August 2009
Volume 9, Issue 8
Free
Vision Sciences Society Annual Meeting Abstract  |   August 2009
Response demands do not influence perceived illusory motion in cognitive-based tasks
Author Affiliations
  • Jennifer Anderson
    Department of Psychology, University of Illinois at Chicago
  • Michael Levine
    Department of Psychology, University of Illinois at Chicago, and Laboratory of Integrative Neuroscience, University of Illinois at Chicago
  • J. Jason McAnany
    Department of Ophthalmology and Visual Sciences, University of Illinois at Chicago
Journal of Vision August 2009, Vol.9, 842. doi:10.1167/9.8.842
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      Jennifer Anderson, Michael Levine, J. Jason McAnany; Response demands do not influence perceived illusory motion in cognitive-based tasks. Journal of Vision 2009;9(8):842. doi: 10.1167/9.8.842.

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Abstract

At VSS 2008, we presented a method using illusory motion (the Duncker illusion) to study the visual pathways serving cognition and action. Subjects' responses were influenced by illusory motion when asked to report the trajectory of a target using a cognitive-based task, but were not influenced by the illusion in a motor-based task. The purpose of the present study was to determine the magnitude of the illusory effects for cognitive-based tasks that are more comparable to the motor-based task.

Our previous cognitive-recall task could have been influenced by “relational momentum,” defined as an over-extrapolation of displacement when a target passes behind an occlusion. To address this, we had subjects perform an additional cognitive-recall task in which they were to select the location on the display where they last saw the target before the display concluded. This is different from our previous method because rather than extrapolating to the location toward which the target seemed to be heading, the subject directly chose the last remembered location.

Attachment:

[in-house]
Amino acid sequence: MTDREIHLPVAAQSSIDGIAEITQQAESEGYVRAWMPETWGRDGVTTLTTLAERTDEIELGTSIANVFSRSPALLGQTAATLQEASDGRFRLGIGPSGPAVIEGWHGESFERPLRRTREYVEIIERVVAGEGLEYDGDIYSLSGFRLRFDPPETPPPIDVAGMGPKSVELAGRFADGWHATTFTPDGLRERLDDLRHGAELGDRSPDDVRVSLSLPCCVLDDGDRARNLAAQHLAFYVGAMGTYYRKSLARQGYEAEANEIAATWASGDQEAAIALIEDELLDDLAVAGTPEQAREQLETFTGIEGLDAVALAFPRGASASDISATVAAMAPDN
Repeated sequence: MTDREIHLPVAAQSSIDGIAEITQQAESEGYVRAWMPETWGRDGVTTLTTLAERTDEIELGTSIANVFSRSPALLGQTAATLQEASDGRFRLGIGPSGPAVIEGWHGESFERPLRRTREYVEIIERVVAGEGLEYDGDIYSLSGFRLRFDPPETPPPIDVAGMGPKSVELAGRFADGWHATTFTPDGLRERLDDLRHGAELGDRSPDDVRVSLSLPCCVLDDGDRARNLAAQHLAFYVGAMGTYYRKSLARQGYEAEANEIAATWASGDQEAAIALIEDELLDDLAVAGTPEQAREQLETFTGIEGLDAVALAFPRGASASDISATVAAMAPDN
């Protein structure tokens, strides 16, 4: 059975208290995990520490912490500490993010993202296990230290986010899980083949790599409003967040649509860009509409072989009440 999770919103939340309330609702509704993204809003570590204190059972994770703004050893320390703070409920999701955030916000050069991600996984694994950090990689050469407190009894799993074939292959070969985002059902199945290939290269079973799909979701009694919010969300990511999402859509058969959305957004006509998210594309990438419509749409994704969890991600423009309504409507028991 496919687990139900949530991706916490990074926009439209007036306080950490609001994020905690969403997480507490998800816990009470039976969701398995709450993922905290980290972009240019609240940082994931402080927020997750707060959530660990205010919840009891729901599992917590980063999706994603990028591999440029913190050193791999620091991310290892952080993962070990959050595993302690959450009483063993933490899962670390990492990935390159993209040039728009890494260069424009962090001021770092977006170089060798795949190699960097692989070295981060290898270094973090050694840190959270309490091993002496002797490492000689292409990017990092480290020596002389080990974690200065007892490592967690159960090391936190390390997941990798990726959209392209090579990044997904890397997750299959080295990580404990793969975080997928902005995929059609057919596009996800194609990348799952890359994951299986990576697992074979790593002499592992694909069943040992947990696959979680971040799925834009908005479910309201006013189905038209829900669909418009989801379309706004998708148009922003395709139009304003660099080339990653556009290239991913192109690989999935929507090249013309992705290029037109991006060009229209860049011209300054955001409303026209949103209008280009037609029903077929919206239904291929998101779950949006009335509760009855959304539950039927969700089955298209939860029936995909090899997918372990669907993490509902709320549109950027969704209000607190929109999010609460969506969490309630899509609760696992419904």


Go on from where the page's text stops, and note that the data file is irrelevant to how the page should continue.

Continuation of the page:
In an additional cognitive-recall task, subjects were asked to estimate the target's trajectory. After conclusion of the display, subjects drew a line parallel to the remembered slope of the path of the target. Using this task, we examined how the subject perceived the trajectory of the target, rather than simply the remembered end position of the target.

All subjects reported illusory motion for both tasks; therefore we believe our experiments allow separate examination of the visual pathways utilizing comparable methods. Given these results, we have begun to look at how each of the pathways handle extraneous noise in a display.

Anderson, J. Levine, M. McAnany, J. J. (2009). Response demands do not influence perceived illusory motion in cognitive-based tasks [Abstract]. Journal of Vision, 9(8):842, 842a, http://journalofvision.org/9/8/842/, doi:10.1167/9.8.842. [CrossRef]
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